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HTML6

HTML6

The Distributed Specification

Section 1 - Introduction

HTML5 has made some great improvements over HTML4: Bringing us new semantic tags like <nav>, <time>, and <meter>; allowing us to easily embed media in the form of <video> and <audio> tags; and giving us a whole bunch of awesome JavaScript APIs. However, there is still one major leap that HTML has yet to make, and that is the leap to becoming truly distributed.

With HTML6, you define your own specification, allowing you to mark things up how you want to mark them up. Instead of <div class="wrapper">, you can just use <wrapper>. Want a calendar? No problem:

<calendar>
  <month name="August">
    <day>1</day>
    <day>2</day>
    <day>3</day>
    <!-- &c. -->
  </month>
</calendar>

You can finally stop wasting your time trying to decide whether your element should be an <aside>, a <figure>, or just a plain <div>, and simply call it what it is!

The web is moving at a faster pace than ever, and to keep up we need markup that stays out of our way and lets us do our job. This spec' enables us to do just that. It finally does away with fatuous semantics that are too abstract for anyone to understand, and brings developers a new, simpler, cleaner markup language.

Section 2 - Before Continuing

This specification is about the 6th version of HТML (HyperTurtle Markup Language), not HTML (HyperText Markup Language) which is now a living standard - meaning there will be no HTML6.

The main difference between the two is that HТML is Turtle-Oriented. You can read more about the Turtle-Oriented concept on this page: Why Turtles Are Awesome. (Or view the summary here.)

Although the pronunciation is similar, HТML uses a Cyrillic ‘Т’ to avoid any possible confusion with HTML. The correct way of pronouncing HТML is with a Russian accent on the Т. However, due to complaints about some people “not being Russian enough” to manage this, “H Cyrillic-T M L” is considered acceptable.

Now, without further ado, let me introduce you to HTML6:

Section 3 - The Concept

The central idea behind HTML6 is namespaces. In HTML6, we move HTML out of the way by putting it under its own html namespace, allowing you to stop worrying about the nitty-gritty details of semantics, and focus on creating content. In other words, you literally just make it up as you go along. You don't even need to know HTML!

So, what does it look like? Prepare yourself to be blown away, and check out the source code of this page! (Please note that it may not work in all browsers, in which case it will fall back to legacy HTML.)

To give you an idea of the power of HTML6, though, let's look at the <sup> tag. I don't like the way <sup> is used for superscript text, and think it would be far cooler to use it to markup greetings (“Sup John, how are you today?”). With HTML6, the W3C's superscript tag has been moved to <html:sup>, allowing us to easily define our own:

<style>
  sup:before { content: "Hello, "; }
  sup:after { content: "!"; }
</style>
<sup>World</sup>

Hello, World!

Section 4 - Turtles

I've just realized that this page is sorely missing something — bullet points! We're more than half way through the document and we haven't used a single bullet point. So, for the sake of spacing things out a bit, here's a list of some of the best types of turtles (in descending order of awesomeness):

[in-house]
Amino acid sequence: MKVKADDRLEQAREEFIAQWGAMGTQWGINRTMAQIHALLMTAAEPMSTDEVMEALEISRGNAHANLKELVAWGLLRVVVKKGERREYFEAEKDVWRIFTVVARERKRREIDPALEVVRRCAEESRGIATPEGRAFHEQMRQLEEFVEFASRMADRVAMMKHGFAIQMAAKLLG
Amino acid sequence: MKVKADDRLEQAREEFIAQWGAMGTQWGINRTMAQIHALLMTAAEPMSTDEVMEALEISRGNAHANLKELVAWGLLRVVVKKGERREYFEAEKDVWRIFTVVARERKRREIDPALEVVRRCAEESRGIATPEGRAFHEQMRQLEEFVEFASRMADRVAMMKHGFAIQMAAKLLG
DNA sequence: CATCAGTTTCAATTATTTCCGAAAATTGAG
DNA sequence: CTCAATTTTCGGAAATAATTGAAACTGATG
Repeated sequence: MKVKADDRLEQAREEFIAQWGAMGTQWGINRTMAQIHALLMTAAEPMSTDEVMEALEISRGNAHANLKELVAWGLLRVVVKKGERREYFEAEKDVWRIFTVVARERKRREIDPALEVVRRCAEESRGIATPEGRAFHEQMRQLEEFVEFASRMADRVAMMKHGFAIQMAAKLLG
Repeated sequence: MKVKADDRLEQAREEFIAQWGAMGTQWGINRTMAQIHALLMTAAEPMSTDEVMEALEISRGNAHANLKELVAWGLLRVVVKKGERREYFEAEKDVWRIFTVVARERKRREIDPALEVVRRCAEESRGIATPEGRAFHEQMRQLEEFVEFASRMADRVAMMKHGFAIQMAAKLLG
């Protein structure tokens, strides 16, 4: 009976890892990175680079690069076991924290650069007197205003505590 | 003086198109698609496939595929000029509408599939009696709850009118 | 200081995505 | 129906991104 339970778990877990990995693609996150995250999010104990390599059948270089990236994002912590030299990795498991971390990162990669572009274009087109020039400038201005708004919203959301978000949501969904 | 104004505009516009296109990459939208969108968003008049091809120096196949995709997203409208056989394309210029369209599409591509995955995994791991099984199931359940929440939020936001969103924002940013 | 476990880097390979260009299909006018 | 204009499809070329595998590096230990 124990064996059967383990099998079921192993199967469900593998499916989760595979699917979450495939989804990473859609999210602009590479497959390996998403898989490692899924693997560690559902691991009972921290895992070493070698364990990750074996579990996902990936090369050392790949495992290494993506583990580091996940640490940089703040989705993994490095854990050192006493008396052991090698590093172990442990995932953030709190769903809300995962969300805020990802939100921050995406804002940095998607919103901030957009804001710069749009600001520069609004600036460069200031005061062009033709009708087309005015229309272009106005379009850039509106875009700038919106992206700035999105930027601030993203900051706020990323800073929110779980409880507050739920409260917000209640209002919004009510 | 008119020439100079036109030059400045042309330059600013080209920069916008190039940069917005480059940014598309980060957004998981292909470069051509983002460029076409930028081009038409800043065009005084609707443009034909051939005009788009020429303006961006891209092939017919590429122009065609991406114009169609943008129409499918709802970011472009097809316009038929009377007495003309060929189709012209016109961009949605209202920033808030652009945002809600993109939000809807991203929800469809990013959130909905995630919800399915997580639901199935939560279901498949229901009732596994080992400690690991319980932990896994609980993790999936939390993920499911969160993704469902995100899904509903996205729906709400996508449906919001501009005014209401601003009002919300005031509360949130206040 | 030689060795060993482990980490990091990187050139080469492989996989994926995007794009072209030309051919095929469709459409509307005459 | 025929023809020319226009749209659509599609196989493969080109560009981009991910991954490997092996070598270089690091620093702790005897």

Anyway, carrying on:

Section 5 - Tag Content

In legacy HTML, there is a lot of discrepancy in the way tags are handled. Some tags are double (e.g. <script></script>), and some are single (e.g. <link>). Although these choices seem somewhat logical at first, it soon becomes apparent that this is merely apophenia. The tags to be single were, in actual fact, pulled out of a hat randomly by professional, but drunk, bigwigs. In HTML6, a much simpler, and more logical, scheme is used: Single tags are self-closed by adding  / at the end (e.g. <link />), and any tag not self-closed will be interpreted as a double tag.

Another difference between HTML6 and HTML5 are content types. In HTML5, the content type was determined by the tag's name (<img>/<script>/<video>/&c.), or the tag's type attribute. In HTML6, specifying a content type is redundant as the browser can work it out using wizardry.

Section 6 - Conclusion

If there's anything that you take away with you today, let it be this: Turtles are fricken' awesome. Also, there will never be a HTML6 :(

If you think you can make this document more awesome, pull requests are welcome. If you'd like to make suggestions, discuss turtles, or recommend a psychiatrist, head over to the issue tracker.

Legal Text:

Written by Josh Brown. Inspired by Oscar Godson's html6spec.com. My apologies, Oscar.

Permission is hereby granted, free of charge, to any person obtaining a copy of this software and associated documentation files (the “Software”), to deal in the Software without restriction, including without limitation the rights to use, copy, modify, merge, publish, distribute, sublicense, and/or sell copies of the Software, and to permit persons to whom the Software is furnished to do so.

THE SOFTWARE IS PROVIDED “AS IS”, WITHOUT WARRANTY OF ANY KIND, EXPRESS OR IMPLIED, INCLUDING BUT NOT LIMITED TO THE WARRANTIES OF MERCHANTABILITY, FITNESS FOR A PARTICULAR PURPOSE AND NONINFRINGEMENT. IN NO EVENT SHALL THE AUTHORS OR COPYRIGHT HOLDERS BE LIABLE FOR ANY CLAIM, DAMAGES OR OTHER LIABILITY, WHETHER IN AN ACTION OF CONTRACT, TORT OR OTHERWISE, ARISING FROM, OUT OF OR IN CONNECTION WITH THE SOFTWARE OR THE USE OR OTHER DEALINGS IN THE SOFTWARE.